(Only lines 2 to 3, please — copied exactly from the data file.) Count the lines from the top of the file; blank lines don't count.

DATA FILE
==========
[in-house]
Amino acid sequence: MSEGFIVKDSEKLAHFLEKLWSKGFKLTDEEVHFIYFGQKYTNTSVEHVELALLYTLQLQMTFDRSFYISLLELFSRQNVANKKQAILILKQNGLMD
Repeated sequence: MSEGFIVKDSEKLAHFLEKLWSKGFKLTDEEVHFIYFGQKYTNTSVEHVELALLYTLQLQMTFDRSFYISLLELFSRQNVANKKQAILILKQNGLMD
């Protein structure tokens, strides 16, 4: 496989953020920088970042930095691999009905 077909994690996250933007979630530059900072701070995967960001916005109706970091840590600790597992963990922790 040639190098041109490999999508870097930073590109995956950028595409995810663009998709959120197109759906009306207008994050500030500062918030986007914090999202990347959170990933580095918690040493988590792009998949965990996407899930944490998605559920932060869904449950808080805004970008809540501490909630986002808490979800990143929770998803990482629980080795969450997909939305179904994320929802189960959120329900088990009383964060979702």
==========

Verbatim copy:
Amino acid sequence: MSEGFIVKDSEKLAHFLEKLWSKGFKLTDEEVHFIYFGQKYTNTSVEHVELALLYTLQLQMTFDRSFYISLLELFSRQNVANKKQAILILKQNGLMD
Repeated sequence: MSEGFIVKDSEKLAHFLEKLWSKGFKLTDEEVHFIYFGQKYTNTSVEHVELALLYTLQLQMTFDRSFYISLLELFSRQNVANKKQAILILKQNGLMD